The 4th Continental Light Dragoon regiment was authorized by Congress on January 1, 1777 and on January 5, Stephen Moylan was appointed its colonel. He had previously been the Continental Army’s Quartermaster General (in grade of colonel), and at the time of his appointment to the new regiment, was serving as an aide on Washington’s staff. He continued, as commander of the regiment until it was disbanded.’
Of the key officers (captain through colonel) of the original regiment, only Moylan himself and one captain were from Pennsylvania. One Captain was from Maryland, and the rest of the captains, the lieutenant
Colonel, and the major were Virginians. 5 The enlisted men, however, were largely from Pennsylvania, chiefly from Philadelphia and its vicinity.
For more than two years after its formation, the 4th Dragoons had no held-grade officer except for Colonel Moylan. Not until December 10, 1779, was Lt. Col. Benjamin Temple, of the 1st Continental Light Dragoons (a Virginian), transferred to fill the vacancy. He continued with the 4th Light Dragoons during the rest of the regiment’s existence. Similarly, the 4th Dragoons had no major until another Virginian, Moore Fauntleroy, was promoted from captain on August 1, 1779. He remained on the regiment’s roster from that time on, although on February 10, 1783, Maj. Gen. Arthur St. Clair complained that Fauntleroy had been absent from duty for many months.
The 4th Dragoon regiment was authorized six troops, and actually had that number on July 3, 1781,” but the names of only five original captains have been found. The troops and their commanders appear to have been as follows:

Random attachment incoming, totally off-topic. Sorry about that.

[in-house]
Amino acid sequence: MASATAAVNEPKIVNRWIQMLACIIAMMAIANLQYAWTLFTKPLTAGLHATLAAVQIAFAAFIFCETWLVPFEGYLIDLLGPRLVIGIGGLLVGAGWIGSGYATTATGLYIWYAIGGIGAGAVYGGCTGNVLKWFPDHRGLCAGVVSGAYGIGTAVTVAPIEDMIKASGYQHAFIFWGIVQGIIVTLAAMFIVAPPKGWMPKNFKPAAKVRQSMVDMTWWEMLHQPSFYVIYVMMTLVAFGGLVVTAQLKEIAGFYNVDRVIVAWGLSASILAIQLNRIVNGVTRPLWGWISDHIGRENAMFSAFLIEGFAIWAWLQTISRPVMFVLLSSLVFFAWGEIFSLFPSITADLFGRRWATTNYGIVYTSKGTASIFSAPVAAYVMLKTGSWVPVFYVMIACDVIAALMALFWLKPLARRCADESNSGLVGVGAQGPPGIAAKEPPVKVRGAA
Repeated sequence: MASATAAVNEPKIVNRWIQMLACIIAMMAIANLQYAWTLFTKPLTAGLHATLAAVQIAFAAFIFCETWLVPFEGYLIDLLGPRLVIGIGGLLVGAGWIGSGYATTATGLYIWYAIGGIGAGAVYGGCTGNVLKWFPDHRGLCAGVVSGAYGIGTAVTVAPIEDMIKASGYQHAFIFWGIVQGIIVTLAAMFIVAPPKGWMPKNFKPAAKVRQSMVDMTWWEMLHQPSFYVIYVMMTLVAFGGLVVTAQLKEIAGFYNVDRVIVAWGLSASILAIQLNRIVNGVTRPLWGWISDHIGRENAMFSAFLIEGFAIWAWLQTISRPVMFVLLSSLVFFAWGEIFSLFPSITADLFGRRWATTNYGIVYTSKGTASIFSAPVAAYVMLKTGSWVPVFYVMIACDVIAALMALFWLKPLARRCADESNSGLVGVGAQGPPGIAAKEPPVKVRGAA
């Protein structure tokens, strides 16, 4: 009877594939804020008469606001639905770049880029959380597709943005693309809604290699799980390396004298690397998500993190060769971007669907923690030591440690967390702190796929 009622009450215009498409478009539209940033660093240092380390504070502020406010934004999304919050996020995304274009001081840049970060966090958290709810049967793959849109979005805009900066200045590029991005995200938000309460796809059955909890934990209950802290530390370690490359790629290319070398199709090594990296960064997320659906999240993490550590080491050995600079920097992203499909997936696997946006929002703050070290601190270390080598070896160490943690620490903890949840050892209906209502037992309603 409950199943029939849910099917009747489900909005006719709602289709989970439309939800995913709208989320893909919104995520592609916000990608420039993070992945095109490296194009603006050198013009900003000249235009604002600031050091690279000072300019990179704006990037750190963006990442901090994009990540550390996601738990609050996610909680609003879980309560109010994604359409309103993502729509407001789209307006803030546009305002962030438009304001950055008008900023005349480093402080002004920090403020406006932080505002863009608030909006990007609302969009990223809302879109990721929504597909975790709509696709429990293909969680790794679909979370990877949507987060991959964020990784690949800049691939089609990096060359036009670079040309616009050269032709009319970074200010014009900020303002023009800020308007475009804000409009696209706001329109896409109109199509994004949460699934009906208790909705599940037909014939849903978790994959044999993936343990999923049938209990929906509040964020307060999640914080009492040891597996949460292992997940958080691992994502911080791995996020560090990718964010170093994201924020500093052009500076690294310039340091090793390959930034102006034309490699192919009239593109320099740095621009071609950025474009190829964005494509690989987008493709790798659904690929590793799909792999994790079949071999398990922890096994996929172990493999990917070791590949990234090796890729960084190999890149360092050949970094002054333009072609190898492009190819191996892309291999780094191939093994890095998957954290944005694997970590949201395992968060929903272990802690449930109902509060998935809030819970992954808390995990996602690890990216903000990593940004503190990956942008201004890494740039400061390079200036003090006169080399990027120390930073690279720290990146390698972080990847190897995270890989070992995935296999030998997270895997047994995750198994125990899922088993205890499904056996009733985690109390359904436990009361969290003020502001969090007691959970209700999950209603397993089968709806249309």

[Troop A], commanded by Capt. Moore Fauntleroy. After serving in 1776 as an ensign and second lieutenant in the 5th Virginia (infantry) Regiment, he was appointed a captain in the 4th Continental Light Dragoons on January 21, 1777. He was taken prisoner at the Battle of Germantown, on October 4, 1777. The date of his escape or exchange is not known; but as noted above, he was promoted to major on August 1, 1779 Records do not indicate the promotion or appointment of any officer to fill the captaincy he vacated. The regiment’s first appointment to captain after Fauntleroy’s promotion was that of Larkin Smith, but that did not take place until April 1,1780, eight months later. Smith, still another Virginian, had been commissioned a cornet in the 4th Dragoons on August 1, 1777, promoted to lieutenant on September 4, 1778, and after becoming a captain continued with the regiment as long as it remained in existence.